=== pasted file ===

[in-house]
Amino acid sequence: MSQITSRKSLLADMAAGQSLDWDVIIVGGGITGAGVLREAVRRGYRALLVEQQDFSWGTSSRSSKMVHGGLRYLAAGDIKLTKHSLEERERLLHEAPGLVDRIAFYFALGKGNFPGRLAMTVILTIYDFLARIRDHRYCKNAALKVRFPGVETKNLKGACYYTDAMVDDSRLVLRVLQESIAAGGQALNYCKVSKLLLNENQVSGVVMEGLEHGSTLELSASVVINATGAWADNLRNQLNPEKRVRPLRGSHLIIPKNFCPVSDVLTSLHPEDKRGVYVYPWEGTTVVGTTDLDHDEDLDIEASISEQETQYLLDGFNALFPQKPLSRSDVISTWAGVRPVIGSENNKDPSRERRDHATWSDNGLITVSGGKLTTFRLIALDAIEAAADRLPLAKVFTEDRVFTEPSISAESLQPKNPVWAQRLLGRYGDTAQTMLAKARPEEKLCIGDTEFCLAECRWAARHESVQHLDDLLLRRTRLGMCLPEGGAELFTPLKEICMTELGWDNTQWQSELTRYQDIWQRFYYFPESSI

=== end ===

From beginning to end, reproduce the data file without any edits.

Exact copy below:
[in-house]
Amino acid sequence: MSQITSRKSLLADMAAGQSLDWDVIIVGGGITGAGVLREAVRRGYRALLVEQQDFSWGTSSRSSKMVHGGLRYLAAGDIKLTKHSLEERERLLHEAPGLVDRIAFYFALGKGNFPGRLAMTVILTIYDFLARIRDHRYCKNAALKVRFPGVETKNLKGACYYTDAMVDDSRLVLRVLQESIAAGGQALNYCKVSKLLLNENQVSGVVMEGLEHGSTLELSASVVINATGAWADNLRNQLNPEKRVRPLRGSHLIIPKNFCPVSDVLTSLHPEDKRGVYVYPWEGTTVVGTTDLDHDEDLDIEASISEQETQYLLDGFNALFPQKPLSRSDVISTWAGVRPVIGSENNKDPSRERRDHATWSDNGLITVSGGKLTTFRLIALDAIEAAADRLPLAKVFTEDRVFTEPSISAESLQPKNPVWAQRLLGRYGDTAQTMLAKARPEEKLCIGDTEFCLAECRWAARHESVQHLDDLLLRRTRLGMCLPEGGAELFTPLKEICMTELGWDNTQWQSELTRYQDIWQRFYYFPESSI